It happened again this weekend.
Frequent readers of this blog, I apologize for the repetition, but this gets me every single time I hear it. I was at a family gathering (an unusually large one--okay, it was a wedding) this weekend seated at a table with my own family plus a few people I don't really know very well, and a couple I've had an acquaintance with for many years, who are very nice.
Ugh. Not again.
Do people see a dentist they sort of know and ask, "So, still into the whole tooth thing?" Does the president go to state functions and have people ask, "Still at that whole leader-of-the-free-world gig, or have you moved on?" I've been married to an attorney for a quarter of a century, and never once have I heard someone ask her if she's finally decided that whole law thing was just a whim, and come to her senses?
Writing is my job. It's my job for many reasons, not the least of which is that I'd probably be bad at just about anything else. But it's my job, and it has been in one form or another since the late 1970s. But for some reason, people I meet at cocktail parties (the six or seven I've been at in my lifetime) or casual acquaintances seem to think that at some point I'll realize it's just a lark and move on to my true calling. They never tell me what that calling might be--if the pay is better, I'll give it some thought--but I'm guessing it's either the carpet business or neurosurgery.
You know; a real job.
The flip side of those who ask whether I've wised up and taken an honest position at Burger King are the ones who assume, once having discovered that I've had more than one book published, that I am therefore, and I'll use the precise words now, "rich and famous." The fact that they had to be told I've had more than one book published might have clued them in on the "famous" part, but believe me, "rich" is even more unlikely.
It's very difficult to write a book. (Hell, it's very difficult to write a coherent grocery list; forget a book!) It's at least equally difficult to find an agent who will represent your work, and then, add a degree of difficulty (it's the Olympics talking now--can you believe they invited George Michael but neither Ringo Starr nor Elton John?) for the final step, which is getting an editor interested in acquiring your work, and then the final final step, which is the editor convincing an editorial board that's a good idea. That's hard, all of it.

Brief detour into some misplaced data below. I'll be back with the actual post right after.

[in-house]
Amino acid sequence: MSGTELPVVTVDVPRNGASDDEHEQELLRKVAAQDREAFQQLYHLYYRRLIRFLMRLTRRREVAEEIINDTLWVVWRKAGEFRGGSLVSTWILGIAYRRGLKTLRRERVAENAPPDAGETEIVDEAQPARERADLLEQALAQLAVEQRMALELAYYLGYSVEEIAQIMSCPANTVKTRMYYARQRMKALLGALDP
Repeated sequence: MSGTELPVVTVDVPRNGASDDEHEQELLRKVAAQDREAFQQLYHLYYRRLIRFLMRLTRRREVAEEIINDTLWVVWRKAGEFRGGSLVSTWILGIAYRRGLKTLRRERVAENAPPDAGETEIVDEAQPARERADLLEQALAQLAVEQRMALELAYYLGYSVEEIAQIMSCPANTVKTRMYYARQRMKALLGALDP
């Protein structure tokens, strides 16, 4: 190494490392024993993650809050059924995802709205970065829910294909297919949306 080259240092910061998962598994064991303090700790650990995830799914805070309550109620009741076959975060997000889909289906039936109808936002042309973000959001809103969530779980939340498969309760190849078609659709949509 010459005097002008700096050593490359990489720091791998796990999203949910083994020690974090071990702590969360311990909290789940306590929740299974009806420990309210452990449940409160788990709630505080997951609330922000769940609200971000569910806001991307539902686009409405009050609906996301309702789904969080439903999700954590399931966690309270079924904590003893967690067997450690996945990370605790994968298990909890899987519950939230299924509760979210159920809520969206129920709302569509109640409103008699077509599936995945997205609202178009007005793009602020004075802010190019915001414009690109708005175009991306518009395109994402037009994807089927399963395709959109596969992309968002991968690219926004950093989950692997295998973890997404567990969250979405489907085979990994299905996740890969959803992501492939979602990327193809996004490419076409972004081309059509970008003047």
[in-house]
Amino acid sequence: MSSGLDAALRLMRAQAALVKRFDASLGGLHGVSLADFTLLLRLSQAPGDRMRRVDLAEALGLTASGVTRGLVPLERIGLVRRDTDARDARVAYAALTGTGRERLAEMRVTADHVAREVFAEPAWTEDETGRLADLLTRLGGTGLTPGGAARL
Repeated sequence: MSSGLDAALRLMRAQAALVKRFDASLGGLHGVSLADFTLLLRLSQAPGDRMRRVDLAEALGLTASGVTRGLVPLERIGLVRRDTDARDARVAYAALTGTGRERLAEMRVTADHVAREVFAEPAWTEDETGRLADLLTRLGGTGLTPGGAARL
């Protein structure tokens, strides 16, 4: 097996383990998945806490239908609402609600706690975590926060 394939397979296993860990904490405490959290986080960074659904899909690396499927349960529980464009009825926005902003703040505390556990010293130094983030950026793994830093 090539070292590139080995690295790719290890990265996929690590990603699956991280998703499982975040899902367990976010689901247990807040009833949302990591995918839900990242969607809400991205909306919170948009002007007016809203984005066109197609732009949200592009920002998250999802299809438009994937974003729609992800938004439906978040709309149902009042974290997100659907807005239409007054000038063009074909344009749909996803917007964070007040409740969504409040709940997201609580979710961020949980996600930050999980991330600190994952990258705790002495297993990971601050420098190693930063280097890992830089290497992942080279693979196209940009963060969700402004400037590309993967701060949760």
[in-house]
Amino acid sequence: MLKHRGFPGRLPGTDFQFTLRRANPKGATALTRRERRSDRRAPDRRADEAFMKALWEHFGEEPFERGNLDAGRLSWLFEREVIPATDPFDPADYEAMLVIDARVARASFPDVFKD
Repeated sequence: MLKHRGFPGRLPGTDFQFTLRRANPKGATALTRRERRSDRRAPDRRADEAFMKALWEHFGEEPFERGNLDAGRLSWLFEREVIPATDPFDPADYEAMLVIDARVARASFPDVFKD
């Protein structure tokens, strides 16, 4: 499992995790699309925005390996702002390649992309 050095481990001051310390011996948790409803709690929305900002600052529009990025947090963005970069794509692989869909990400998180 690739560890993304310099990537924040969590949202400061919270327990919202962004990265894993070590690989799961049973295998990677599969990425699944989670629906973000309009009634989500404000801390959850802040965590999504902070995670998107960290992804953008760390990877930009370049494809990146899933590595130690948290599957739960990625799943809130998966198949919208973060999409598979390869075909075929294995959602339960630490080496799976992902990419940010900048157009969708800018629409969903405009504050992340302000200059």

I'm not discounting the amazing good fortune I've had to get people to pay me for my writing. It still astonishes me, but please don't tell my publisher or the advances might go down. I think it's truly remarkable (as is evidenced by the fact that I'm remarking about it), and I am grateful for it every single day.
But there are a lot of us out there--writers who work hard and work well and tell good stories and just barely manage to get the work in front of readers. The assumption that we are all "rich and famous" borders on the hilarious. Particularly to anyone who has ever visited my home. Rich and famous? We're evidently hiding it well.
Re-reading that last section, it occurs to me that maybe I have chosen a profession (try and find it listed on any survey form) that offers very little chance of monetary success. Like that hadn't struck me ever before, right? It becomes more obvious every month a tuition payment is due.
But at 54, this is what I do, right? I mean, I wouldn't ever stop writing. People my age are starting to think about retirement, and I feel like I'm right on the brink of getting started. But maybe my life would be easier if I looked at it another way.
Is it too late to learn the carpet business?
P.S. For more of my take on the Olympics (spoiler alert: I barely discuss any sport), see here.